Ask Mister Assessment Person: How Do You Estimate the Reliability of Teacher Licensure/ Certification Tests? Ronald A. Berk

This chapter inaugurates a new series in the National Evaluation Systems, Inc., proceedings of its annual Octobertestfest. It seemed appropriate to begin the "Ask Mister Assessment Person" series with the year 2000 book because I could not think of any other gimmick to lure you into reading my semitechnical thinking on the topic of reliability. The Q & A format provides a direct, no-nonsense mechanism for addressing the most important, practical, probing, interesting, and fun issues on a totally boring, snor-o-matic subject. You are probably thinking, "Who is Ron to set himself up as an assessment authority as lofty as Mister Assessment Person?" Hmmm. Actually, this guy is not the authority you assume. He will simply give answers to the most frequently asked technical questions, and—consistent with his previous writings—if he does not know the "correct" answer, he will probably just make one up. By the way, why in the world am I writing about myself in third person? Simply because I hope that you will find this format, and the information, useful and entertaining.

Ronald A. Berk is Professor and Assistant Dean for Teaching in the School of Nursing at The Johns Hopkins University in Baltimore, Maryland.

Berk Mister Assessment Person's Top 10 questions and answers on reliability, listed below, address changes in teacher licensure/certification test development practices, technical issues in reliability, and the Standards in Educational and Psychological Testing that span more than the last half of this century. Some of the information may be review, some of it may be new, but all of it is intended to give you a clue about the direction in which we are heading into the next millennium. Q1:

Why is the Kuder-Richardson Formula 20 estimate of reliability reported for most published tests?

A1:

Great question! There are several reasons: (1) It has withstood the test of time—63 years; (2) it measures an important characteristic of the test scores—internal consistency; (3) it is practical to estimate based on only a single test administration; (4) it is relatively simple to compute and interpret; and (5) it is appropriate for the intended score uses of most published tests, which are norm referenced.

Q2:

What does the K-R20 mean?

A2:

I do not have a clue. Just kidding. It is an index of the internal consistency reliability of the scores derived from the average of all possible split-half correlations of the items. Fortunately, it can be computed from several different mathematically equivalent formulas. One formula is shown below: k ∑ pq K-R20 = k – 1 ⎛1 – s 2 ⎞ x ⎠ ⎝ where: k = number of items on the test p = proportion of examinees answering an item correctly q = proportion of examinees answering an item incorrectly pq = variance of an item sx2 = variance of total test scores

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Ask Mister Assessment Person The three components that directly affect the magnitude of the index are the number of items (k), item variances (pq), and the test variance (sx2). Generally, long tests of 50–100 items with difficult items (.40 < p < .70) of moderate-to-high item discrimination (item to total score correlation r > .30) yield high test variance with scores approximating a normal distribution. Tests with these characteristics measuring a single content area or construct usually possess very high internal consistency as indicated by K-R20s in the upper .80s to upper .90s. The coefficient estimates the extent to which the items consistently measure one construct (i.e., whether the test is unidimensional). Q3:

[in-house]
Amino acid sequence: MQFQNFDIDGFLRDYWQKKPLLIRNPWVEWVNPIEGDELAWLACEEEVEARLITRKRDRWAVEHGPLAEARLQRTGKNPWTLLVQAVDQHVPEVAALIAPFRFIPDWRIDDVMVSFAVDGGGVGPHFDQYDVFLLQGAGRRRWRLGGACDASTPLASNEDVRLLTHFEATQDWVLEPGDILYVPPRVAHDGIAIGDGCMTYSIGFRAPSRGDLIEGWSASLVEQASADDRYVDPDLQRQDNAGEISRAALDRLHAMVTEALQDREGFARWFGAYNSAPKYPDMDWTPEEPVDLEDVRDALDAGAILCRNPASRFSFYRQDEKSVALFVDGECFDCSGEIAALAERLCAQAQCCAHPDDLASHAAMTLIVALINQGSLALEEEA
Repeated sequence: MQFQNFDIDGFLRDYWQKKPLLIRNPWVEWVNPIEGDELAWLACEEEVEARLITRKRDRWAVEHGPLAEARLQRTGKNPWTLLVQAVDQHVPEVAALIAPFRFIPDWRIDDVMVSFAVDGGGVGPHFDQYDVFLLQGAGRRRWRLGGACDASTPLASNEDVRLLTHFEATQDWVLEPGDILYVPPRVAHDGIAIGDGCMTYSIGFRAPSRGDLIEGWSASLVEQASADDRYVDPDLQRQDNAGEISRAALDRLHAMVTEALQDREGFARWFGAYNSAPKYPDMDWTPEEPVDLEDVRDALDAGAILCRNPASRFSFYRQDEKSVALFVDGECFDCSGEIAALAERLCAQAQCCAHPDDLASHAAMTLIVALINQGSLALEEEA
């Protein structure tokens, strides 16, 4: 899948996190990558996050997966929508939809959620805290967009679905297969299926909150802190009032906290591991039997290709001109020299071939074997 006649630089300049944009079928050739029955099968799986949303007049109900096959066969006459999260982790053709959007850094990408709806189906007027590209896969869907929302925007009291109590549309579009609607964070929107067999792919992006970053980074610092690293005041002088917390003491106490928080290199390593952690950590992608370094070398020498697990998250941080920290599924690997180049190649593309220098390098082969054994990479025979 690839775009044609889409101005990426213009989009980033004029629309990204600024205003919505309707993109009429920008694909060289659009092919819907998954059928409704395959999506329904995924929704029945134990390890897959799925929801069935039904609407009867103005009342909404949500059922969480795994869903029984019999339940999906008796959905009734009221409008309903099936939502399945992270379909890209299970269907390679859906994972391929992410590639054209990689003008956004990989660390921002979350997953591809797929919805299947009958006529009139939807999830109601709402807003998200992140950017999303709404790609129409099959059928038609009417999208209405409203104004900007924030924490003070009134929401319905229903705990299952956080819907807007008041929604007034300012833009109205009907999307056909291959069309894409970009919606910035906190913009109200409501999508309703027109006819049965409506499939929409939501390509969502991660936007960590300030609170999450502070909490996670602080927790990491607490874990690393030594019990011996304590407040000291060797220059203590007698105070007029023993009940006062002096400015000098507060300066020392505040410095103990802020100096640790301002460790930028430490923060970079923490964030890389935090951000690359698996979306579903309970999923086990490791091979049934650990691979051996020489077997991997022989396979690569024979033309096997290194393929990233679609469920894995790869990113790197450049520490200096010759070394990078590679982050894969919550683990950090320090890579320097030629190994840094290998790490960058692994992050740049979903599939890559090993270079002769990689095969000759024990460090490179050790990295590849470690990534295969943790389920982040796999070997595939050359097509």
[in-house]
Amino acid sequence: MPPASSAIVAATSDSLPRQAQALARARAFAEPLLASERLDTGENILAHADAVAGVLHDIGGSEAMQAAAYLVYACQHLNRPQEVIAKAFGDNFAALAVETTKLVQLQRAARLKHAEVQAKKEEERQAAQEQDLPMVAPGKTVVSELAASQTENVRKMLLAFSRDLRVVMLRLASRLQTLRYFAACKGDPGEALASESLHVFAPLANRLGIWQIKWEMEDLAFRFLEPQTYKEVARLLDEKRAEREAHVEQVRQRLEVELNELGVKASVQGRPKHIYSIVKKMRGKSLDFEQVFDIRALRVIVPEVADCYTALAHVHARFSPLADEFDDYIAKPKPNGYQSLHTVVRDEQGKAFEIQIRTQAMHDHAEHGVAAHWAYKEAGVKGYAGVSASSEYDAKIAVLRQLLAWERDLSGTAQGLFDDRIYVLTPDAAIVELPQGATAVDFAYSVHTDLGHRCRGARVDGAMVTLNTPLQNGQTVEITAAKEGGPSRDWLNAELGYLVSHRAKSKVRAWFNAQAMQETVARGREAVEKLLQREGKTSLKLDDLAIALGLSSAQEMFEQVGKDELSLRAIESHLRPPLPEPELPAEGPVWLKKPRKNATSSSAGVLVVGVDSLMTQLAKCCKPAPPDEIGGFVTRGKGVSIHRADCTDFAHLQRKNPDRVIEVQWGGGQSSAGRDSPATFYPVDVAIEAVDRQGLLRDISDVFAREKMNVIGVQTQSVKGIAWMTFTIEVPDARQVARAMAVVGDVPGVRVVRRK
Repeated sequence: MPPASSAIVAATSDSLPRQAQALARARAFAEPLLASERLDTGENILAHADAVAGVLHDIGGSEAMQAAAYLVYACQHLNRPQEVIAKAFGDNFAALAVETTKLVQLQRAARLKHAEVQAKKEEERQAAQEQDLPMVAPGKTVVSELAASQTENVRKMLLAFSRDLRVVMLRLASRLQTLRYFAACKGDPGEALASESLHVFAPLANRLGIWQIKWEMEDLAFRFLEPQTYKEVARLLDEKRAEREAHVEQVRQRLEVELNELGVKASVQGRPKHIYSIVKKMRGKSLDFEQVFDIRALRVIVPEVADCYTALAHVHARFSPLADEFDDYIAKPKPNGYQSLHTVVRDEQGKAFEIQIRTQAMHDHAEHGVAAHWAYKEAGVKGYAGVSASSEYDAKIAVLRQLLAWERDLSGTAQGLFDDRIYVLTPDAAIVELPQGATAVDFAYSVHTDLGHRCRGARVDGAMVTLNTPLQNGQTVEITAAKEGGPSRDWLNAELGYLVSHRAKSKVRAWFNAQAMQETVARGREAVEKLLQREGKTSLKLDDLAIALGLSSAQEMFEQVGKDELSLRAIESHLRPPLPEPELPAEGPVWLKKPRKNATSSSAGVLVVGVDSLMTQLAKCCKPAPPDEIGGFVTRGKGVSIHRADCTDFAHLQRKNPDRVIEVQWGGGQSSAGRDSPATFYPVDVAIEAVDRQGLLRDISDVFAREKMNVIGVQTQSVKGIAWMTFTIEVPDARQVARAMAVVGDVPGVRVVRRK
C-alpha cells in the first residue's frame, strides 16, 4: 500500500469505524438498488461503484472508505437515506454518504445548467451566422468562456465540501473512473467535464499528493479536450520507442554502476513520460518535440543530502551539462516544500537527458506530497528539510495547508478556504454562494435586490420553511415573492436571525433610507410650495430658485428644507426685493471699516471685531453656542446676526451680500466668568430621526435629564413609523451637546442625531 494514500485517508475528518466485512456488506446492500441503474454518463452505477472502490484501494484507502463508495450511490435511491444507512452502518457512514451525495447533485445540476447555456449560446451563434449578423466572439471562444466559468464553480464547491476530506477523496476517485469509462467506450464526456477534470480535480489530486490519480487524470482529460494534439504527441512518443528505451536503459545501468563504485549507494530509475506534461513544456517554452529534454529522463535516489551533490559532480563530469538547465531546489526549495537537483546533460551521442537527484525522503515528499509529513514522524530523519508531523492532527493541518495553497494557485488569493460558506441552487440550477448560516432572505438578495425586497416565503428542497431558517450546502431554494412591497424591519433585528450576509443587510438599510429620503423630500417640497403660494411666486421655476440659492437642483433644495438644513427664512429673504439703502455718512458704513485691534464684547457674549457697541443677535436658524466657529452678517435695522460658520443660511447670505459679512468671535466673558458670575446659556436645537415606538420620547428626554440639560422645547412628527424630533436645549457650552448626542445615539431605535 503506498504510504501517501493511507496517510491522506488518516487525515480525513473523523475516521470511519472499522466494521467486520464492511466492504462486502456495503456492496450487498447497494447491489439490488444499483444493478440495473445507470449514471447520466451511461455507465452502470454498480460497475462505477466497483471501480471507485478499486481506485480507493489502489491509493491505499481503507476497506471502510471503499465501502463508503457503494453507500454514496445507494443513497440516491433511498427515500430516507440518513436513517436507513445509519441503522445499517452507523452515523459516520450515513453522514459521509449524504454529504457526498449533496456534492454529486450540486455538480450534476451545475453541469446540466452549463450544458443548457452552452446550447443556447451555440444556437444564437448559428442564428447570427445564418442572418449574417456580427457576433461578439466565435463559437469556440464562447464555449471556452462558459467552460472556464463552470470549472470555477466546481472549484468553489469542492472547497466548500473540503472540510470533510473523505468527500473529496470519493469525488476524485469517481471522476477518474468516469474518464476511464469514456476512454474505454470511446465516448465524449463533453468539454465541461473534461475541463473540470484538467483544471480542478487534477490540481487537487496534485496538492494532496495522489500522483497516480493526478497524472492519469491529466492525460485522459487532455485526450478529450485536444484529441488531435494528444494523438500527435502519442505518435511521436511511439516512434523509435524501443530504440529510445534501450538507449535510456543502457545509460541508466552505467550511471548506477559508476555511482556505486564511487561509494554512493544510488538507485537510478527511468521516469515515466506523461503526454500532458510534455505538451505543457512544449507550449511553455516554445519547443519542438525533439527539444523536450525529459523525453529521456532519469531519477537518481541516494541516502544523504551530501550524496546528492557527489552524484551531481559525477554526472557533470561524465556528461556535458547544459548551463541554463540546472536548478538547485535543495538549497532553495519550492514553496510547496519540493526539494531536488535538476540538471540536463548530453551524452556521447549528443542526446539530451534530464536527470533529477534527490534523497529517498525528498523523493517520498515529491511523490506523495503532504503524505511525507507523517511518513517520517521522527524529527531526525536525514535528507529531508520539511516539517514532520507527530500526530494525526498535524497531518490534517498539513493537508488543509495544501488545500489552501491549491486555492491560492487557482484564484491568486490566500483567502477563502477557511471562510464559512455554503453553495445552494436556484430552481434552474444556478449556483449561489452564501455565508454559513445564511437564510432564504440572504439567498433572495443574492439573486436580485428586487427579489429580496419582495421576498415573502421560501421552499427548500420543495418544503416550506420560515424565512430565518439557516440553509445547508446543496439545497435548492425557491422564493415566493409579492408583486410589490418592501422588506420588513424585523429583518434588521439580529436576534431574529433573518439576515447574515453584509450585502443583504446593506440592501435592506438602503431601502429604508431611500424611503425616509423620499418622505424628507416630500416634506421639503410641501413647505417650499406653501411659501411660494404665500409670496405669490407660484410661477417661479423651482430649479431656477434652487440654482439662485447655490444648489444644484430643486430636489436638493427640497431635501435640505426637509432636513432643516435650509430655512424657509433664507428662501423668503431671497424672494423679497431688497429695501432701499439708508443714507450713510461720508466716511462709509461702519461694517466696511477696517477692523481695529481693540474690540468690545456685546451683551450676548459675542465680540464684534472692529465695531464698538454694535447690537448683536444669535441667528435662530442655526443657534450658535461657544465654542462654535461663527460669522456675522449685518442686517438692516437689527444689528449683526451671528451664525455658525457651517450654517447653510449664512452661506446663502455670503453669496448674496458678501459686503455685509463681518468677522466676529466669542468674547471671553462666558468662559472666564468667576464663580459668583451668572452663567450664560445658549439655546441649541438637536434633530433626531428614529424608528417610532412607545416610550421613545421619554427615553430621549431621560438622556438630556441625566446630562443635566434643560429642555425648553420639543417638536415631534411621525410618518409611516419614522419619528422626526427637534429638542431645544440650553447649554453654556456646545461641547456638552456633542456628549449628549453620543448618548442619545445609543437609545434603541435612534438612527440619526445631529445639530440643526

How is Cronbach's alpha coefficient different from the K-R20?

A3:

Where are you getting these questions? Oops! Sorry, I am not supposed to answer a question with a question. The easiest way to understand the difference between alpha and the K-R20 is to inspect the formulas: k ∑ si2 α = k – 1 ⎛1 – s 2 ⎞ x ⎠ ⎝ What is different? "The symbol α." Good, but that is just the Greek letter alpha. Look further to the right. Now do you see it? "Yup. It is si2." You seem confident now. Is that your final answer? "Not really. Can I use one of my lifelines, Rege?" No. You don't have any lifelines. This is a book chapter, and my name is not Rege. "Okay, then that is my final answer." The si2 is the only element that differs from the pq in the K-R20 formula. The former is simply a generic symbol for the variance of any item, regardless of numerical value; the latter is the variance for an item scored 1 or 0. Alpha can be computed from dichotomous items (1, 0) or polytomous items (5–0), such as constructed-

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Berk response or Likert scale items. The K-R20 is restricted to traditional dichotomous items only. Obviously alpha and the K-R20 are identical when both are computed on a dichotomously scored item set. All of this boils down to the conclusion that Cronbach's (1951) seminal article on alpha was really an extension of Kuder and Richardson's (1937) original work 14 years earlier. The two coefficients are reported interchangeably in test manuals because they are computed and interpreted identically. For tests or subtests using polytomous scoring rubrics, only alpha or other estimates of reliability that can handle multipoint item formats, such as generalizability coefficients, can be computed. Q4: